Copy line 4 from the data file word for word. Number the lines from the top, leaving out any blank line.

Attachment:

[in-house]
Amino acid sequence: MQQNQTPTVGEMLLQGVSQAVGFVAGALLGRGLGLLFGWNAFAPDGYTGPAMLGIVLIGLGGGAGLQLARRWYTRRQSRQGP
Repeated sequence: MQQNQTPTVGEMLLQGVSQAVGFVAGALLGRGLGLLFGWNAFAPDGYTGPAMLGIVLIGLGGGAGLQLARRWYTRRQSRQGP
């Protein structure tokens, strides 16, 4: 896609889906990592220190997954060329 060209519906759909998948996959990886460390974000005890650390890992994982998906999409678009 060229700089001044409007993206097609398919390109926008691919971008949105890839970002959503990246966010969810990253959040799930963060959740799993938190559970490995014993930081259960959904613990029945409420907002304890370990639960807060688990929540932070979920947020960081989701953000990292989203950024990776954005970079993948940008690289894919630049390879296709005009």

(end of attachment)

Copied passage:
């Protein structure tokens, strides 16, 4: 896609889906990592220190997954060329 060209519906759909998948996959990886460390974000005890650390890992994982998906999409678009 060229700089001044409007993206097609398919390109926008691919971008949105890839970002959503990246966010969810990253959040799930963060959740799993938190559970490995014993930081259960959904613990029945409420907002304890370990639960807060688990929540932070979920947020960081989701953000990292989203950024990776954005970079993948940008690289894919630049390879296709005009």